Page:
re: learning

"What intrigues me about making something to eat is the intimate details, the small human moments that make cooking interesting...the craft of making something with our hands, something for ourselves and others." - Nigel Slater

It has been a busy, busy few weeks dear reader, and I have been itching to write. Somehow, even if only for myself, my efforts here feel important, as though the process of writing has forced me to take notice of more in my life. To realize what is there rather than feeling passive and letting moments slip by. It feels good, so thank you for following and reading.

About two weeks ago, my friend Lauren came up to visit from Tallahassee. She was the first person I met when I first flew to Florida to explore the program where I would later earn my MA. It still feels odd to say I have one, even now over a year later. Sometimes when I head home to Minnesota and see my degree in my childhood bedroom, I have to take a moment to remind myself it actually happened. What has followed me from those two years is less about the knowledge I gained and more about the people I became close to while I was there. From the moment I stepped onto Florida State’s campus, Lauren was a staple. I recognize not much time has passed since I graduated, but beyond the people I met, the door to that experience feels completely closed—securely shut in a way that makes me feel comforted. I grew tremendously while I was there, but the whole process was a struggle. It was not growth that feels affirming, but the slow crawl that is painful for unknown reasons. Only in retrospect do I see how far I have come.

chocolate croissants
croissant bread pudding

Perhaps for the first time in my friendship with Lauren, we met outside of the confines of our program—she was in Seattle, my chosen home, and we didn’t have the common experience of classes and teaching to fall back on in conversation. Granted, there was plenty to talk about in regard to the department, but we quickly began to explore topics we never had time to really talk about in school: our mutual interest in cooking and baking.

Unsurprisingly, we spent the weekend introducing Lauren to the greatness of a city like Seattle that could grow and support her interest in baking. Tallahassee leaves much to the imagination when it comes to a food scene and I was pleasantly reminded of how good I have it here. Lauren was amazed baking sugar was so easy to find and we spent a good twenty minutes perusing the endless section of bitters at DeLaurenti (confession: had no idea the entire wine section was there until two weeks ago). We hit all of my favorites: Ballard Farmer’s Market, World Spice Merchants, Lark, and Metropolitan Market. We saw Placebo at the Showbox SODO. We chatted until four in the morning on my roof, where we were enveloped in a thick fog that rolled over the International District, and laughed too loudly at challenges overcome. Then we baked up a storm. A genoise cake layered with homemade blackberry and blueberry jam and covered in Nutella frosting, Nigella Lawson’s chocolate croissant bread pudding, and ciabatta from scratch.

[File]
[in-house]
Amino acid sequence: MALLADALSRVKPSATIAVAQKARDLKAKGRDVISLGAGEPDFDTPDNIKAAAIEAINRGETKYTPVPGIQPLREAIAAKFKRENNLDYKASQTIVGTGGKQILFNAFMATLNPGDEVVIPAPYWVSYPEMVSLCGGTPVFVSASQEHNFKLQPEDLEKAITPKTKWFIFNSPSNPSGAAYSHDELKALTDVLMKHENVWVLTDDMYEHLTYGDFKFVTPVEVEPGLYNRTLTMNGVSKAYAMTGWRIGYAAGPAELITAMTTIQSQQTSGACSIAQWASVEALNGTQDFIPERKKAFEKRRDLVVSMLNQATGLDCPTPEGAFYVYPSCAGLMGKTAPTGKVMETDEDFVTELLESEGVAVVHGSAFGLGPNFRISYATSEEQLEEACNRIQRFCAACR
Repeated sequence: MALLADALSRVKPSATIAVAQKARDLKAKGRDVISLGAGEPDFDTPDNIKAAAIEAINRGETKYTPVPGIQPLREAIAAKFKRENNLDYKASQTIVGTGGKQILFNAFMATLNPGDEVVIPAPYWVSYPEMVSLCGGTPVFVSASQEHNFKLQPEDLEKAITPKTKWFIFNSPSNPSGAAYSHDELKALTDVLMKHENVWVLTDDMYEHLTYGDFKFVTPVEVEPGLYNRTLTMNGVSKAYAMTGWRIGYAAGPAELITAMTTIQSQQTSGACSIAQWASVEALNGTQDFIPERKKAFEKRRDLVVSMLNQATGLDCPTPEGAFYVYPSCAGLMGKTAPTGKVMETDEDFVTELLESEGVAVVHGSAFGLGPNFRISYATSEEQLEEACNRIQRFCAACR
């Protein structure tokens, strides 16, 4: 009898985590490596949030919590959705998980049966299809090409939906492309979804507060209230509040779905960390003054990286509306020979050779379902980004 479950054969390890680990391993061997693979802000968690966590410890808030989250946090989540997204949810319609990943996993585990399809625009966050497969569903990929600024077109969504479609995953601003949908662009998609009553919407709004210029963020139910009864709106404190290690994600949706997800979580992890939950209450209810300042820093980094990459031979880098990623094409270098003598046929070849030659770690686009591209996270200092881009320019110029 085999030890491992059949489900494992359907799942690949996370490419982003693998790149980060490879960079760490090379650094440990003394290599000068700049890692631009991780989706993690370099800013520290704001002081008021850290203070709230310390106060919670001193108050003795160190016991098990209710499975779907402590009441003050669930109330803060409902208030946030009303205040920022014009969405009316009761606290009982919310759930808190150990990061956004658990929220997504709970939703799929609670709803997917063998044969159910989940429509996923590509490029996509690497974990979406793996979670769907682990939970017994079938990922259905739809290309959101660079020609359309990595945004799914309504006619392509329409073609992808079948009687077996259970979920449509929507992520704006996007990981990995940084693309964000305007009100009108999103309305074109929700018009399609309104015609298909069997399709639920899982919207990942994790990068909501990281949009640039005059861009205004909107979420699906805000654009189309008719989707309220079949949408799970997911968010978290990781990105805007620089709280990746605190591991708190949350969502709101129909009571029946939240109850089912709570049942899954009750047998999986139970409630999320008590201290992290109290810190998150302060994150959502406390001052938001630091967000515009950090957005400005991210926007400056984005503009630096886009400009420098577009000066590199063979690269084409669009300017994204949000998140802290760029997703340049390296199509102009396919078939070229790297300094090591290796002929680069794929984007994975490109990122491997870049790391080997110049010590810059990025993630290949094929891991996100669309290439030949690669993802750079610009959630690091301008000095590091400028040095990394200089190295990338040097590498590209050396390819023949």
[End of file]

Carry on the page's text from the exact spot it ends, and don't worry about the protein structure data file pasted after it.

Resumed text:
genoise layer cake

We ate the chocolate croissant bread pudding for breakfast, waking early to bring the stale, buttery pillows new life, snacked on the ciabatta with an aged gouda from a local cheese maker (Samish Bay Cheese) and popped the last of the gorgeous cherry tomatoes into our mouths like grapes. And I know, I know, I just made a chocolate cake, but this is the first layer cake I have ever made and Lauren taught me how. So I present the recipe below as a testament to skills learned with old friends in new places.

genoise layer cake 2